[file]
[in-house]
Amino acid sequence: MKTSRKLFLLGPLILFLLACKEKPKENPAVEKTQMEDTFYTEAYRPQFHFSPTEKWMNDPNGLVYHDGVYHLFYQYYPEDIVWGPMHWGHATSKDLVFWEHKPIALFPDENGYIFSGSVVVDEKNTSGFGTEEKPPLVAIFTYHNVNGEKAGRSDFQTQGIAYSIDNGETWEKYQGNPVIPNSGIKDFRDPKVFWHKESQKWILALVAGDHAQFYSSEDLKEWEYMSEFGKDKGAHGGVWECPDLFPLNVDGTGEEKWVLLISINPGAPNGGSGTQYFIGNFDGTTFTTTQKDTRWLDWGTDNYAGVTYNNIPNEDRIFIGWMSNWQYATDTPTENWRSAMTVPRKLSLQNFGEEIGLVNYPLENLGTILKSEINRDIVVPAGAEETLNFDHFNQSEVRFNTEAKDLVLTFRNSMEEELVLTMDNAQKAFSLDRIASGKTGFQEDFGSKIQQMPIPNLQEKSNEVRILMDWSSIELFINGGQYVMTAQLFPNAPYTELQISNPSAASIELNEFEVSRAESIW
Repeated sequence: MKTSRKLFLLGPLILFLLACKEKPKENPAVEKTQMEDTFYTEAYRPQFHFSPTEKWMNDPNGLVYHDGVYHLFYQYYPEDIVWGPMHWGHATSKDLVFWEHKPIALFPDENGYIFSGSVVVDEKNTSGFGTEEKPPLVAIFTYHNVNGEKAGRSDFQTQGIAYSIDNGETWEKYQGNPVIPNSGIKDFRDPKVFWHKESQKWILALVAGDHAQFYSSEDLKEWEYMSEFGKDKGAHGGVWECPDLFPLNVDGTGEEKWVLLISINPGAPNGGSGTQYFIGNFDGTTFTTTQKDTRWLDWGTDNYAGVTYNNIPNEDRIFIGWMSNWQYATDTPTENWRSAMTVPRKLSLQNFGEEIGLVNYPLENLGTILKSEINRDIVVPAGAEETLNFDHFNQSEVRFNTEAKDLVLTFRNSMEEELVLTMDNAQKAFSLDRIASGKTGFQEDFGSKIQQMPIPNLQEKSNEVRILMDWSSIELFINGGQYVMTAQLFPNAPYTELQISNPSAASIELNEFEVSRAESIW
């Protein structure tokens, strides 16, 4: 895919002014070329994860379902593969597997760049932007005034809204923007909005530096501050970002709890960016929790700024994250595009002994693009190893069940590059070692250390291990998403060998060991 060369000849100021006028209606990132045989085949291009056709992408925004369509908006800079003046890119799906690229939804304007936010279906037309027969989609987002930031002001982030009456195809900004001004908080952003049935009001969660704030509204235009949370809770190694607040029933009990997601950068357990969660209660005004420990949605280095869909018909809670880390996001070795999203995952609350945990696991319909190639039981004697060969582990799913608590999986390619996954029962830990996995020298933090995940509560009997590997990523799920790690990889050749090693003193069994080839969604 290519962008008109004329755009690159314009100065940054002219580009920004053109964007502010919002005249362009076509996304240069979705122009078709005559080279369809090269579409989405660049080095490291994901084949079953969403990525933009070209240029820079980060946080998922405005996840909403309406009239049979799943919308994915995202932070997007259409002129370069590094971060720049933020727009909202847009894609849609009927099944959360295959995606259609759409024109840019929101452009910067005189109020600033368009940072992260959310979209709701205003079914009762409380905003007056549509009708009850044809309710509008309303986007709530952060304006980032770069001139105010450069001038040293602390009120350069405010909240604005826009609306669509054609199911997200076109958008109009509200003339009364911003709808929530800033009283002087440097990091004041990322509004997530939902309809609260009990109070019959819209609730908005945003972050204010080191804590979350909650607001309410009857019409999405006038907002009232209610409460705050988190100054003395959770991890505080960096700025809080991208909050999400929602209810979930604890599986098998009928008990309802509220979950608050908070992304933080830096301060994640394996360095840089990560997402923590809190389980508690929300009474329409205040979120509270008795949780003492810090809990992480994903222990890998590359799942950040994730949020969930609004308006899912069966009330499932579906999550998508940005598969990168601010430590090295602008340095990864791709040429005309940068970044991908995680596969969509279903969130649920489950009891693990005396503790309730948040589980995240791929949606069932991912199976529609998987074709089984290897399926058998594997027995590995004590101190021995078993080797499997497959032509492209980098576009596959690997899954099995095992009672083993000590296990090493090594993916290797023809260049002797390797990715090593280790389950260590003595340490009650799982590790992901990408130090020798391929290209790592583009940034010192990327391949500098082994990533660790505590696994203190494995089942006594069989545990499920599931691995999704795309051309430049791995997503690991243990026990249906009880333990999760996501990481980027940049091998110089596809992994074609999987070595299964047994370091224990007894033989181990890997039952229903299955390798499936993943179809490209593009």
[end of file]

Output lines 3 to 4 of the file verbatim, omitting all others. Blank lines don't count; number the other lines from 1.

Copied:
Repeated sequence: MKTSRKLFLLGPLILFLLACKEKPKENPAVEKTQMEDTFYTEAYRPQFHFSPTEKWMNDPNGLVYHDGVYHLFYQYYPEDIVWGPMHWGHATSKDLVFWEHKPIALFPDENGYIFSGSVVVDEKNTSGFGTEEKPPLVAIFTYHNVNGEKAGRSDFQTQGIAYSIDNGETWEKYQGNPVIPNSGIKDFRDPKVFWHKESQKWILALVAGDHAQFYSSEDLKEWEYMSEFGKDKGAHGGVWECPDLFPLNVDGTGEEKWVLLISINPGAPNGGSGTQYFIGNFDGTTFTTTQKDTRWLDWGTDNYAGVTYNNIPNEDRIFIGWMSNWQYATDTPTENWRSAMTVPRKLSLQNFGEEIGLVNYPLENLGTILKSEINRDIVVPAGAEETLNFDHFNQSEVRFNTEAKDLVLTFRNSMEEELVLTMDNAQKAFSLDRIASGKTGFQEDFGSKIQQMPIPNLQEKSNEVRILMDWSSIELFINGGQYVMTAQLFPNAPYTELQISNPSAASIELNEFEVSRAESIW
């Protein structure tokens, strides 16, 4: 895919002014070329994860379902593969597997760049932007005034809204923007909005530096501050970002709890960016929790700024994250595009002994693009190893069940590059070692250390291990998403060998060991 060369000849100021006028209606990132045989085949291009056709992408925004369509908006800079003046890119799906690229939804304007936010279906037309027969989609987002930031002001982030009456195809900004001004908080952003049935009001969660704030509204235009949370809770190694607040029933009990997601950068357990969660209660005004420990949605280095869909018909809670880390996001070795999203995952609350945990696991319909190639039981004697060969582990799913608590999986390619996954029962830990996995020298933090995940509560009997590997990523799920790690990889050749090693003193069994080839969604 290519962008008109004329755009690159314009100065940054002219580009920004053109964007502010919002005249362009076509996304240069979705122009078709005559080279369809090269579409989405660049080095490291994901084949079953969403990525933009070209240029820079980060946080998922405005996840909403309406009239049979799943919308994915995202932070997007259409002129370069590094971060720049933020727009909202847009894609849609009927099944959360295959995606259609759409024109840019929101452009910067005189109020600033368009940072992260959310979209709701205003079914009762409380905003007056549509009708009850044809309710509008309303986007709530952060304006980032770069001139105010450069001038040293602390009120350069405010909240604005826009609306669509054609199911997200076109958008109009509200003339009364911003709808929530800033009283002087440097990091004041990322509004997530939902309809609260009990109070019959819209609730908005945003972050204010080191804590979350909650607001309410009857019409999405006038907002009232209610409460705050988190100054003395959770991890505080960096700025809080991208909050999400929602209810979930604890599986098998009928008990309802509220979950608050908070992304933080830096301060994640394996360095840089990560997402923590809190389980508690929300009474329409205040979120509270008795949780003492810090809990992480994903222990890998590359799942950040994730949020969930609004308006899912069966009330499932579906999550998508940005598969990168601010430590090295602008340095990864791709040429005309940068970044991908995680596969969509279903969130649920489950009891693990005396503790309730948040589980995240791929949606069932991912199976529609998987074709089984290897399926058998594997027995590995004590101190021995078993080797499997497959032509492209980098576009596959690997899954099995095992009672083993000590296990090493090594993916290797023809260049002797390797990715090593280790389950260590003595340490009650799982590790992901990408130090020798391929290209790592583009940034010192990327391949500098082994990533660790505590696994203190494995089942006594069989545990499920599931691995999704795309051309430049791995997503690991243990026990249906009880333990999760996501990481980027940049091998110089596809992994074609999987070595299964047994370091224990007894033989181990890997039952229903299955390798499936993943179809490209593009």